At Block Street, we leverage high resolution market data to improve our automated trading strategies. This first blog post is an introduction to the system we built for ingesting and storing such data as well as our interfaces for querying and analysis. Future posts will provide more in-depth coverage of the system itself, the specific analysis we perform, etc.
Optimizing some of our automated strategies requires us to develop a rich understanding of market dynamics on very short timescales. Price data as granular as one sample per minute is available through free tools like Enigma’s Catalyst, but given that variations on the order of milliseconds can meaningfully impact the profitability of our strategies, such data is too coarse-grained for the type of analysis we’d like to conduct. In theory, the highest resolution data we could hope to obtain from an exchange for a given trading pair would include every trade as well as every update to the order book, effectively allowing us to recreate the state of a market at any given point in time¹. Fortunately, this data is freely available, as many exchanges offer real-time feeds of market data via WebSocket APIs².
The WebSocket streams we use for data ingestion are often the very same streams responsible for providing real-time updates to the exchange’s trading dashboard.
WebSocket connections transmit data as discrete messages. We can inspect the content of individual messages as they stream into the browser. Here we see a message that contains a batch of order book updates:
The updates are expressed as arrays of bids and asks that were either added to the book or removed. Code running in your browser processes these updates, resulting in a real-time rendering of the market’s order book.
This Python script simply demonstrates that we can programmatically access the same stream of order book updates that we saw in the browser:
In practice, our system does not read a single stream, but rather thousands of different streams, covering various data feed types for all trading pairs across multiple exchanges³. Each stream is managed by a dedicated “worker.” Each worker builds up a buffer of incoming messages, then, after a fixed time interval, flushes the buffered messages into a file (thus emptying the buffer) and finally writes the file to Amazon’s S3 file storage. The buffer-flush cycle repeats.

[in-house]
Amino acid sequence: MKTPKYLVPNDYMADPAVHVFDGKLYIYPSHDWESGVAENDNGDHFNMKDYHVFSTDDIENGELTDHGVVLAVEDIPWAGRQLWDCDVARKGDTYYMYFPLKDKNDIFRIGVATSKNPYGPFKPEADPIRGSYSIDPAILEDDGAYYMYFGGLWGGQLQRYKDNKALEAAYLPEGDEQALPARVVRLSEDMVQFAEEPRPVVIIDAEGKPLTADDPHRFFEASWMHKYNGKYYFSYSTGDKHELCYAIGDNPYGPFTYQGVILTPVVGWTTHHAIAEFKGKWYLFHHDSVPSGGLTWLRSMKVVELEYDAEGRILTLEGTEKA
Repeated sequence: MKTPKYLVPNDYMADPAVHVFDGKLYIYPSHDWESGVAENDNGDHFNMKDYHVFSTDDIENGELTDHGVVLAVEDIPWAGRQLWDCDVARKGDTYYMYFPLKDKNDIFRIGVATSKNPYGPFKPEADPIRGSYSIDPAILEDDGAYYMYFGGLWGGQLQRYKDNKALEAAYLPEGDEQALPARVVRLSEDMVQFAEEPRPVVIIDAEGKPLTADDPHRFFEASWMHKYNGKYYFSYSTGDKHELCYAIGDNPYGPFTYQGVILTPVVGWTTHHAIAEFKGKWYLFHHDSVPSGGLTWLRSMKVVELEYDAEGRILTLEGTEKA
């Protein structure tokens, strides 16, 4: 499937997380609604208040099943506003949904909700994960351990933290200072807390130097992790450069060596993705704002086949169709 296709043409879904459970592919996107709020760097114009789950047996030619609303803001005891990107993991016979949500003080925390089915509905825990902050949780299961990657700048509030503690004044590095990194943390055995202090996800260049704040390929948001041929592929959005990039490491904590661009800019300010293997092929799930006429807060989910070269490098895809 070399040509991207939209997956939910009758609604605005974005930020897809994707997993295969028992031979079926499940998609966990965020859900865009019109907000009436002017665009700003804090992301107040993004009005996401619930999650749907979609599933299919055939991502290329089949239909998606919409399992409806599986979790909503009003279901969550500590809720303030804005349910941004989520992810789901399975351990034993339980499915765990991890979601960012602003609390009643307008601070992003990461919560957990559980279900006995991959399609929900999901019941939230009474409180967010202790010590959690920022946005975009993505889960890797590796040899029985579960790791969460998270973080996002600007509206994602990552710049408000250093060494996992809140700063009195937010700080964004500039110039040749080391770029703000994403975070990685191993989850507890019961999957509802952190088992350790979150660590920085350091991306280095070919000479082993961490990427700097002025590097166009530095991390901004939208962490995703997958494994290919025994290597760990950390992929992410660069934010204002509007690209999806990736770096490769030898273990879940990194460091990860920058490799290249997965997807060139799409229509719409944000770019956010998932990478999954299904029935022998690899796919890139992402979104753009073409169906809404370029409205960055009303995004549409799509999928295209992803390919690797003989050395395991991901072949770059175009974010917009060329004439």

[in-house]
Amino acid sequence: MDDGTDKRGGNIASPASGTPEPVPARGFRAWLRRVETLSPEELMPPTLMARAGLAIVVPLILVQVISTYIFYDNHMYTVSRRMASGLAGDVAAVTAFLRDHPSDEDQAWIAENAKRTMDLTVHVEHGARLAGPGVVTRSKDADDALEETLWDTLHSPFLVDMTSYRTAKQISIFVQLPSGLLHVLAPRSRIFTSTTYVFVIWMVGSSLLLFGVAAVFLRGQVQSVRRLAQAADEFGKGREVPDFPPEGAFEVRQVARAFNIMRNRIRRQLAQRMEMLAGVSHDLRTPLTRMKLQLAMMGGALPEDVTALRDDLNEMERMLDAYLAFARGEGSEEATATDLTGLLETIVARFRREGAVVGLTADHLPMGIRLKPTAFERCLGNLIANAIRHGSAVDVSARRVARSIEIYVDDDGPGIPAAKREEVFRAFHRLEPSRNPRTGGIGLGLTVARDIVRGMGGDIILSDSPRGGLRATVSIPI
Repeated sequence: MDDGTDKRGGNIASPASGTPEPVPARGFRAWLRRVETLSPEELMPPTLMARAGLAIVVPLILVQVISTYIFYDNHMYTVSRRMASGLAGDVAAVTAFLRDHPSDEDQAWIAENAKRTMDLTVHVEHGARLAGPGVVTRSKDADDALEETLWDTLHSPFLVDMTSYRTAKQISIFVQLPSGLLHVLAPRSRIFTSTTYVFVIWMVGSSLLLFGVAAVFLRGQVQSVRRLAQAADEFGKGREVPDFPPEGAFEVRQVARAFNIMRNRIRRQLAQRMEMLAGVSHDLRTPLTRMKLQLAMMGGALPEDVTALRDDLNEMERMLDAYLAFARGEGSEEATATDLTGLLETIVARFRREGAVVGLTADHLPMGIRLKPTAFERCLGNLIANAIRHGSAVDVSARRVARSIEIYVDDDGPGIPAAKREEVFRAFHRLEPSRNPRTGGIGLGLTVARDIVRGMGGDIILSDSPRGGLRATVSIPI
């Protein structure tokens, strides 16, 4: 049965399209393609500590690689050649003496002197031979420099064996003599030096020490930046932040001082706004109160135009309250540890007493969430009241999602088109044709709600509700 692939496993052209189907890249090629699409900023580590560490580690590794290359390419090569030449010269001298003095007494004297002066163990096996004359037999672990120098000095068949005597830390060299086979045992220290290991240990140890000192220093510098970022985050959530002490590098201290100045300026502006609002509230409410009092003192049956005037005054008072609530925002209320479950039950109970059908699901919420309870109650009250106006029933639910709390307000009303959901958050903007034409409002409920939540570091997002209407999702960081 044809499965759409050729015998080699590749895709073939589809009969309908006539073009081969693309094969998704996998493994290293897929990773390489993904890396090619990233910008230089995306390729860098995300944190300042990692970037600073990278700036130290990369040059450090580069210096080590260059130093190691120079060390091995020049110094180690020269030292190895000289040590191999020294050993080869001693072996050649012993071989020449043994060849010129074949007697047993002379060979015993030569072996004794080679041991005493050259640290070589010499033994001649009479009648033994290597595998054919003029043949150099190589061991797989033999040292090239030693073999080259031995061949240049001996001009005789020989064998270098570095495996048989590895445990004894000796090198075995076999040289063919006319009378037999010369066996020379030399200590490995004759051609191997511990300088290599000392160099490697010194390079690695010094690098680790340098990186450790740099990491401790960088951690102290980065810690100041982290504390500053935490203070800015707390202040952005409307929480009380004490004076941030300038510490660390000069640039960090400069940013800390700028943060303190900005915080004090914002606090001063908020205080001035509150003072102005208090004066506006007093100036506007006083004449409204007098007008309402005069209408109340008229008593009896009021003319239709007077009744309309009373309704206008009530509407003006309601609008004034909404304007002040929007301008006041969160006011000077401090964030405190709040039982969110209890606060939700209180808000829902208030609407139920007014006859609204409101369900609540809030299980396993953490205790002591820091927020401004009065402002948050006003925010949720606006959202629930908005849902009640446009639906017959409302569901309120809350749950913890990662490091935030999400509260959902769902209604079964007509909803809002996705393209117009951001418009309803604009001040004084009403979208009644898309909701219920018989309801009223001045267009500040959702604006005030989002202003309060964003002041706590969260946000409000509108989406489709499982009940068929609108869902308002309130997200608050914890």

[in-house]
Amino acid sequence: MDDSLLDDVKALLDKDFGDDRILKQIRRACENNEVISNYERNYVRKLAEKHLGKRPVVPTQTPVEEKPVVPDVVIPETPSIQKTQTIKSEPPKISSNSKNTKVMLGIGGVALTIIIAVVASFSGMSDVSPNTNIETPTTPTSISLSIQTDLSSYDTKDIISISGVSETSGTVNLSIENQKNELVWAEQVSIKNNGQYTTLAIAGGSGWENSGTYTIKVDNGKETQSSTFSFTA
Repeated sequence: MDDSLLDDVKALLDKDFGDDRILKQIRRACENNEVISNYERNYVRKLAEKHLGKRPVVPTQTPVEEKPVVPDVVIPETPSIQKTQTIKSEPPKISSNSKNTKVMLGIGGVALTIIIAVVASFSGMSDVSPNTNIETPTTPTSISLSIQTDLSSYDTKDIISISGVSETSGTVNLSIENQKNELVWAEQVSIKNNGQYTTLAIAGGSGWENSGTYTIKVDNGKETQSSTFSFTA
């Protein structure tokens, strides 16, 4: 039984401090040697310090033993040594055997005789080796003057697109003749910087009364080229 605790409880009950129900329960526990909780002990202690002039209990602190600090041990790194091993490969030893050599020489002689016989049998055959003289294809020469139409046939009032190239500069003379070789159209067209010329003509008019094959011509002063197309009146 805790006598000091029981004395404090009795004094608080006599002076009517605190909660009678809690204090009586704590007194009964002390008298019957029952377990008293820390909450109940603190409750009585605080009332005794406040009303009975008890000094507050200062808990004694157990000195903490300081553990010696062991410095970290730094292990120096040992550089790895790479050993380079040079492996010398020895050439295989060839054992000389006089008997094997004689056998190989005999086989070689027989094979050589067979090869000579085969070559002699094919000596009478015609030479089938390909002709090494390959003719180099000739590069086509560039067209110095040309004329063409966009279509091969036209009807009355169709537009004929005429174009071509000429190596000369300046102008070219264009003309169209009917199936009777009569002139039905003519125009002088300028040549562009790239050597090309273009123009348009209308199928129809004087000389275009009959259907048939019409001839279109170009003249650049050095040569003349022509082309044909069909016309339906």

Here’s what the content of one of these files looks like:
We can search for specific records within the millions of files we’ve written to S3 using another tool from Amazon called Athena, a serverless query service that spares us the setup and maintenance required for a traditional database. After a bit of basic configuration that essentially tells Athena what to look for inside these files and where to look for the files themselves, we can now search through our data using standard SQL syntax.
Note the “directory” structure (S3 directories are actually just name prefixes) we use to write our files to S3:
This structure functions as an important optimization for when Athena retrieves the data. Athena has a concept of “partitions.” Partitions are simply mappings between virtual columns (in our case pair, year, month, and day) and the S3 directories where the corresponding data is stored. By pointing Athena directly to a particular subset of data, a well-defined partitioning scheme can drastically reduce query run times and costs. Our code automatically adds partitions when we start writing data to new S3 directories.